Stack and Reach

Ten years ago Dan Empfield, co-founder of the well-known triathlon portal, first introduced the concepts of ‘stack’ and ‘reach’. Reason enough for us to take a closer look at this measurement method – which is hardly used in the German-speaking area:

The background:
The reason for introducing this new method in 2003 was the new way in which triathlon machines were developed. The ever more special construction of triathlon frames made it impossible to unambiguously measure the traditional distances such as toptube-length, seat tube-length and –angle. Almost all producers introduced a different method on how these distances should be measured for their frames. This made it more complicated for both bike dealers and bikefitters to recommend a frame geometry. They were left to comparing apples with oranges. That’s why Dan Empfield searched for a new method to make triathlon frames comparable again. After the development of Stack & Reach, Cervelo (with their developer Damon Rinard, who we already got to know as innovator from previous projects) and Trek were the first producers considering and integrating the method. By now these values are also frequently used for describing the geometries of road bike- and MTB-frames.

The concepts:
STACK – refers to the vertical distance between the bottom bracket and the head tube top
REACH – refers to the horizontal distance between these two points

The method:
Basically when using this method X/Y coordinates are detected and the distance between them is calculated. The frame is considered in a coordinate system where the x-axis describes the horizontal distance, whereas the y-axis refers to the vertical distance. Now the bottom bracket can be defined exactly by its X/Y position. The same is true for the position of the head tube top. The difference of the respective x-values gives the REACH value while the difference of the y-values results in the STACK value.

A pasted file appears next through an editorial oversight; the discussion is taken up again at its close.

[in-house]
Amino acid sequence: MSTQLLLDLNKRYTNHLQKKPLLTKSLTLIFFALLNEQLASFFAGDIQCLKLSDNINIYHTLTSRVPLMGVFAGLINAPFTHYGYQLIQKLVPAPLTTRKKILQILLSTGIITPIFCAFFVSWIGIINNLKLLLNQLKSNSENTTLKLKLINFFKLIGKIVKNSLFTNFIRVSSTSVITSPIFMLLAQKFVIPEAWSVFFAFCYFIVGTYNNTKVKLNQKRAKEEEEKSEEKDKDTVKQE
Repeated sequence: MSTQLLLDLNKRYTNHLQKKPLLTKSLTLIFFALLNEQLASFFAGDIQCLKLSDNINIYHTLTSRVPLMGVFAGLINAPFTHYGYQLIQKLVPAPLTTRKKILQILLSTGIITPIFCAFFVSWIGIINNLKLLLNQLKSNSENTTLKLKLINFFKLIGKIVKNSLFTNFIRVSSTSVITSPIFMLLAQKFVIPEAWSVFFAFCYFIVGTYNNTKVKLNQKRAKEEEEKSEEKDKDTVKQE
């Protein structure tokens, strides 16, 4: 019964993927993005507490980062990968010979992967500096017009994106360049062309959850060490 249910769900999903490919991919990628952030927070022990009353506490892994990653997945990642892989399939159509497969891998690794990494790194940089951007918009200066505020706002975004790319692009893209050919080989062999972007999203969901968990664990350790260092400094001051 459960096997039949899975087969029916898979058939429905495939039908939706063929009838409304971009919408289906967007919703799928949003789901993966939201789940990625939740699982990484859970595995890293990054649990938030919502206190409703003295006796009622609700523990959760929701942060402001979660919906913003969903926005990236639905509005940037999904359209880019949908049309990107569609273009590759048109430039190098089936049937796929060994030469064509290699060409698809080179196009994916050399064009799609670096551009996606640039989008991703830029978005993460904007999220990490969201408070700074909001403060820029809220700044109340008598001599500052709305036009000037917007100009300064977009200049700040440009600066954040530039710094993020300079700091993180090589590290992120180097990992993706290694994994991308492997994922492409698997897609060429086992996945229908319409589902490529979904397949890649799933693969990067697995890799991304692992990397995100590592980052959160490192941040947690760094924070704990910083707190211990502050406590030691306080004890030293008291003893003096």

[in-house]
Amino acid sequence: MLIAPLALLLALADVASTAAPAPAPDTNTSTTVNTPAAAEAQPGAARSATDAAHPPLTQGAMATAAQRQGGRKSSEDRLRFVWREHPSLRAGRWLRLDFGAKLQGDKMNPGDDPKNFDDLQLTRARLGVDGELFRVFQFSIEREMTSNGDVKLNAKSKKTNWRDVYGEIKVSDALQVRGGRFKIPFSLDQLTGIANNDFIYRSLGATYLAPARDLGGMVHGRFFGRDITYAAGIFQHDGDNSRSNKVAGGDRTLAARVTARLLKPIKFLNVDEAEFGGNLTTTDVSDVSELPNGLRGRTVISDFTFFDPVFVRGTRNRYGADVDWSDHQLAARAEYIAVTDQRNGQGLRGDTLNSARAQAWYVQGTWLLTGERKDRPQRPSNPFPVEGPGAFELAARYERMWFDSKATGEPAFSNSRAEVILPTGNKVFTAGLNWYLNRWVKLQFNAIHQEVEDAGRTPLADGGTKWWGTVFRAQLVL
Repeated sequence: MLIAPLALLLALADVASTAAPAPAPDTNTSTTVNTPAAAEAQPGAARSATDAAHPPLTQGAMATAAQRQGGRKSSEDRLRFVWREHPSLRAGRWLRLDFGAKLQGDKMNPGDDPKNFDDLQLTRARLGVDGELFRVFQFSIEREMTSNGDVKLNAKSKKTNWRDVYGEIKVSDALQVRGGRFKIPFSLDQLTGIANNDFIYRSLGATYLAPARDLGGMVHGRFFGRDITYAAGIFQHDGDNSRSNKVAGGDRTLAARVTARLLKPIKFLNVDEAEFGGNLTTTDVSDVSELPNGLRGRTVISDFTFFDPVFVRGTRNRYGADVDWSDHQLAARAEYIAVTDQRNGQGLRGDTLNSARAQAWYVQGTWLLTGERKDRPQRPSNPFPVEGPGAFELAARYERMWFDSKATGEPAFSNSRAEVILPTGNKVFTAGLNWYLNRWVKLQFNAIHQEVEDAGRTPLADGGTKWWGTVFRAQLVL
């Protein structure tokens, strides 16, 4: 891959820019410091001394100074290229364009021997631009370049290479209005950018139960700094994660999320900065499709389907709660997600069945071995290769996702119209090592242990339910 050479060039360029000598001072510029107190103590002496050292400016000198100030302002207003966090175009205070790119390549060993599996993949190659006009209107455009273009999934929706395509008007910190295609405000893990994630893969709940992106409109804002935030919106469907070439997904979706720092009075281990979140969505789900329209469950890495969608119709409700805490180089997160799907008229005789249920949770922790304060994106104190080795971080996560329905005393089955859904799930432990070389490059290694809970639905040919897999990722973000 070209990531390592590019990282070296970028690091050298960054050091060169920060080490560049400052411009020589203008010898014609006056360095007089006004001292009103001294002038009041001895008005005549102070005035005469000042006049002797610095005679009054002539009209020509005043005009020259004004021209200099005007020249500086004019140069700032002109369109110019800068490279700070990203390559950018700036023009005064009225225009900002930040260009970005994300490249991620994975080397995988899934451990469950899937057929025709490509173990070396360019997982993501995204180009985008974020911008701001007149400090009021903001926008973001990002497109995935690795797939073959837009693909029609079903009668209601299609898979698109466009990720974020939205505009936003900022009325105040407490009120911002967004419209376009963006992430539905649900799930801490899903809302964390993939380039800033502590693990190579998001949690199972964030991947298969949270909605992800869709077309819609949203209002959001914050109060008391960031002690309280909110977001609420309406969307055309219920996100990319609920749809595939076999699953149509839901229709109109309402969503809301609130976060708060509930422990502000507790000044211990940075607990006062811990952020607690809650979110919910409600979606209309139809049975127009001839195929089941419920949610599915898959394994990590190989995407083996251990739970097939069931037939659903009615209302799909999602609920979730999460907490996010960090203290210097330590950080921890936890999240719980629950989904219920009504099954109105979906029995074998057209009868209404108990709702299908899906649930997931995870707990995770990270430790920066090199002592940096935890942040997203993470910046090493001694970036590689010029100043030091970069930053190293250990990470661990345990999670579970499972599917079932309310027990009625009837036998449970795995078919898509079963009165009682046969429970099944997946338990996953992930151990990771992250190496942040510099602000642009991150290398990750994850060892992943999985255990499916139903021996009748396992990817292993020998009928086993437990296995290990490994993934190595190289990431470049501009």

Why are these values helpful?
As mentioned, this method improves the comparability of geometries if the construction of the frames differs. That is why the current triathlon machines with their shortened rear end, the integrated seat posts and stems are the best example for the usefulness of the Stack & Reach method. The fewer adjustment possibilities the frame offers, the more important is a match between frame-geometry and rider-anatomy.
An example: If we detect that the present frame is too long during a triathlon fitting we can calculate the recommended reach value for a new frame. Additionally, the stack value helps determining the matching saddle/ handlebar differential, so that few spacers need to be used. Important to note: The Stack & Reach values must not be regarded in isolation. The cockpit with the components handlebar form (having its own additional reach), stem-length and -angle should necessarily be considered when recommending a new frame or fitting an existing one.

Author: Daniel Schade

Source: Slowtwitch